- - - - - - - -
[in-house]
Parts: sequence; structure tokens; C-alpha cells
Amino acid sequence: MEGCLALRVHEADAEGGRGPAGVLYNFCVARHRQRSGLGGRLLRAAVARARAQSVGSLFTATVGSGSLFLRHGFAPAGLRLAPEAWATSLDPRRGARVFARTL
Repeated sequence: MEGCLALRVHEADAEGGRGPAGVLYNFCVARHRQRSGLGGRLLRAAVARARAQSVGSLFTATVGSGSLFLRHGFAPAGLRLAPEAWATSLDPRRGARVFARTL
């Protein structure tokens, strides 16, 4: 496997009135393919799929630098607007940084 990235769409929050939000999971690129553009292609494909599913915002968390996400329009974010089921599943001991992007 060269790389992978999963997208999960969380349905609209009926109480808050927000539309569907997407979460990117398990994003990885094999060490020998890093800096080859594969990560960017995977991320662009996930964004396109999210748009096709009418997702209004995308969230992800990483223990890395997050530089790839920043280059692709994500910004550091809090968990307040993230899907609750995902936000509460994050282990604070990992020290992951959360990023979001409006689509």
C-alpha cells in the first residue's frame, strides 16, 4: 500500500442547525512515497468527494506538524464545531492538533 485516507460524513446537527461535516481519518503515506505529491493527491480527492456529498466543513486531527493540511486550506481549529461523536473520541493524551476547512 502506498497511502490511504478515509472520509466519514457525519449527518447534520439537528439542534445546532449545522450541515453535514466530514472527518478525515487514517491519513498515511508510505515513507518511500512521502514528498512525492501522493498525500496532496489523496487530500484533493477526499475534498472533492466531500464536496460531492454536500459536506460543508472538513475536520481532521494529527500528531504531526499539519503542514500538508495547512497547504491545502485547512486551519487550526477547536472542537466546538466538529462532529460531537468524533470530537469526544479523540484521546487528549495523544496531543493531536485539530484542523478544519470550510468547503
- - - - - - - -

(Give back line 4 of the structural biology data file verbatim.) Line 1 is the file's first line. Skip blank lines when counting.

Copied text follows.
Repeated sequence: MEGCLALRVHEADAEGGRGPAGVLYNFCVARHRQRSGLGGRLLRAAVARARAQSVGSLFTATVGSGSLFLRHGFAPAGLRLAPEAWATSLDPRRGARVFARTL